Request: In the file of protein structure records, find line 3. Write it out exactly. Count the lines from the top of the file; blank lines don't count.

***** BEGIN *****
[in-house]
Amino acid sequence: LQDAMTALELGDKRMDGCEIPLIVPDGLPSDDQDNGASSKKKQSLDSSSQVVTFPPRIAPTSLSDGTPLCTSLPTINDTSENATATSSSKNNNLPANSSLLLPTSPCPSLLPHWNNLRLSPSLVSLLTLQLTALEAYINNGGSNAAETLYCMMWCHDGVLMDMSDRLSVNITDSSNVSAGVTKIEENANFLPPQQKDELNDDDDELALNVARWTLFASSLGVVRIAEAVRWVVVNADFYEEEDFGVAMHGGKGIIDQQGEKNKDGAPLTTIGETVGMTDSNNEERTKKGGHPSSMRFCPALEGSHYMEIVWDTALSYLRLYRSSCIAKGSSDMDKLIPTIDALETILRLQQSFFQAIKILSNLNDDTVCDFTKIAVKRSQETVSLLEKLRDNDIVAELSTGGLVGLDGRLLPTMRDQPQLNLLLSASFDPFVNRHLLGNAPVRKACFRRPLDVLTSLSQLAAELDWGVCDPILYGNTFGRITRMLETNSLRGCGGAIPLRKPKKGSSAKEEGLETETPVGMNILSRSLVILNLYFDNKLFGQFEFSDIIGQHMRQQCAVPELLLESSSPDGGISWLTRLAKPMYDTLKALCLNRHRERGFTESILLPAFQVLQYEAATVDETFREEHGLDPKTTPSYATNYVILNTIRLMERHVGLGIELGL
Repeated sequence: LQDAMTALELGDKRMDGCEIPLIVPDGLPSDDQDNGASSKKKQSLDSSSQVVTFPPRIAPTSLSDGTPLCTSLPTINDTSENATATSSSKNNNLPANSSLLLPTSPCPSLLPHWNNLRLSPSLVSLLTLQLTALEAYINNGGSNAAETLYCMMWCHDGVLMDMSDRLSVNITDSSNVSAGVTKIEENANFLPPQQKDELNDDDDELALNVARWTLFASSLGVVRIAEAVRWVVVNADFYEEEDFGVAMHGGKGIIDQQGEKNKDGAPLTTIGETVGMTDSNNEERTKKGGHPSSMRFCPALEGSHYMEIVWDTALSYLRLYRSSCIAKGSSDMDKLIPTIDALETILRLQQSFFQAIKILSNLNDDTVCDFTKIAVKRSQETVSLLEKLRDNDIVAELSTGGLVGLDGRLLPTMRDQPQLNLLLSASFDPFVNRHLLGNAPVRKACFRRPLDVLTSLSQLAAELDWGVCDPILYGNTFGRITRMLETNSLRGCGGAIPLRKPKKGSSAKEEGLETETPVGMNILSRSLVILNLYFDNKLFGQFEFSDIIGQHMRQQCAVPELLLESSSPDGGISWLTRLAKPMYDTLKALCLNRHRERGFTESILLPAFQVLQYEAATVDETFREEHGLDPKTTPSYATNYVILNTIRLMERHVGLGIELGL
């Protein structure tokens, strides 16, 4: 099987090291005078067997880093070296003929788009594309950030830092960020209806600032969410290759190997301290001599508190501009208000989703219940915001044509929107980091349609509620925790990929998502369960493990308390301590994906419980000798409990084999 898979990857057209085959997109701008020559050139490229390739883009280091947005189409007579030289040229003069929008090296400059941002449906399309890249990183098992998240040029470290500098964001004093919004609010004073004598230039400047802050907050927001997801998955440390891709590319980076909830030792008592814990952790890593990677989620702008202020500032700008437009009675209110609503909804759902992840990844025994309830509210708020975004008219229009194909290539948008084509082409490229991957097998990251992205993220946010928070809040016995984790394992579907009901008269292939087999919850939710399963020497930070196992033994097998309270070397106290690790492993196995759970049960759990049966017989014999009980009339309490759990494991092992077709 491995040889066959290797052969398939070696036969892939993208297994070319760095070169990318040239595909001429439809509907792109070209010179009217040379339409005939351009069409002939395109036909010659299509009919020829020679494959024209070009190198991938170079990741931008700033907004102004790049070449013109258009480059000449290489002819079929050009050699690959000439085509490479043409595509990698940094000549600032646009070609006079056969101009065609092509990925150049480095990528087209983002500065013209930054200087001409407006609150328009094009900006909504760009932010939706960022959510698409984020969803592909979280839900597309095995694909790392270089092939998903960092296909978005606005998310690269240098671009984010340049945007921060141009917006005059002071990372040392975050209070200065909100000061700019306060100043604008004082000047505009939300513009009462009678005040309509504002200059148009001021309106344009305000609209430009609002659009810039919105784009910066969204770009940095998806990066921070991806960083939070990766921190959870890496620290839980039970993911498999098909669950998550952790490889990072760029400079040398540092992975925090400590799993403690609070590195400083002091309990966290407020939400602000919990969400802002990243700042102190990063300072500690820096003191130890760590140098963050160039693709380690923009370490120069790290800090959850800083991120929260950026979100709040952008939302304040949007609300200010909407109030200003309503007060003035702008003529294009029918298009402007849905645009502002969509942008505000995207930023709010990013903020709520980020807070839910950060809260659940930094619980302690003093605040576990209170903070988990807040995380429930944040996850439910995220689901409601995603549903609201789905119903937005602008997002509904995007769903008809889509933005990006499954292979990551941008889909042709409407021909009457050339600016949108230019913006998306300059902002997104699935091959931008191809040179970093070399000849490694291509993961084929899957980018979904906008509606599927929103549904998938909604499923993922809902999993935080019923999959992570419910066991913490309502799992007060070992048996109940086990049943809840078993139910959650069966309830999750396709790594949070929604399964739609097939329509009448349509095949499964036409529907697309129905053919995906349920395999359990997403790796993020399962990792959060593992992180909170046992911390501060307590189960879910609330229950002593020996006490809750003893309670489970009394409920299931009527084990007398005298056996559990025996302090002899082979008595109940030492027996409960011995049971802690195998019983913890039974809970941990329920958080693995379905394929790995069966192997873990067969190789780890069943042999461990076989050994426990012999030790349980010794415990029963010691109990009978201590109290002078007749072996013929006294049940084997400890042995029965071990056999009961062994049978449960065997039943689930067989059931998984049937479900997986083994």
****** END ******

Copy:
Repeated sequence: LQDAMTALELGDKRMDGCEIPLIVPDGLPSDDQDNGASSKKKQSLDSSSQVVTFPPRIAPTSLSDGTPLCTSLPTINDTSENATATSSSKNNNLPANSSLLLPTSPCPSLLPHWNNLRLSPSLVSLLTLQLTALEAYINNGGSNAAETLYCMMWCHDGVLMDMSDRLSVNITDSSNVSAGVTKIEENANFLPPQQKDELNDDDDELALNVARWTLFASSLGVVRIAEAVRWVVVNADFYEEEDFGVAMHGGKGIIDQQGEKNKDGAPLTTIGETVGMTDSNNEERTKKGGHPSSMRFCPALEGSHYMEIVWDTALSYLRLYRSSCIAKGSSDMDKLIPTIDALETILRLQQSFFQAIKILSNLNDDTVCDFTKIAVKRSQETVSLLEKLRDNDIVAELSTGGLVGLDGRLLPTMRDQPQLNLLLSASFDPFVNRHLLGNAPVRKACFRRPLDVLTSLSQLAAELDWGVCDPILYGNTFGRITRMLETNSLRGCGGAIPLRKPKKGSSAKEEGLETETPVGMNILSRSLVILNLYFDNKLFGQFEFSDIIGQHMRQQCAVPELLLESSSPDGGISWLTRLAKPMYDTLKALCLNRHRERGFTESILLPAFQVLQYEAATVDETFREEHGLDPKTTPSYATNYVILNTIRLMERHVGLGIELGL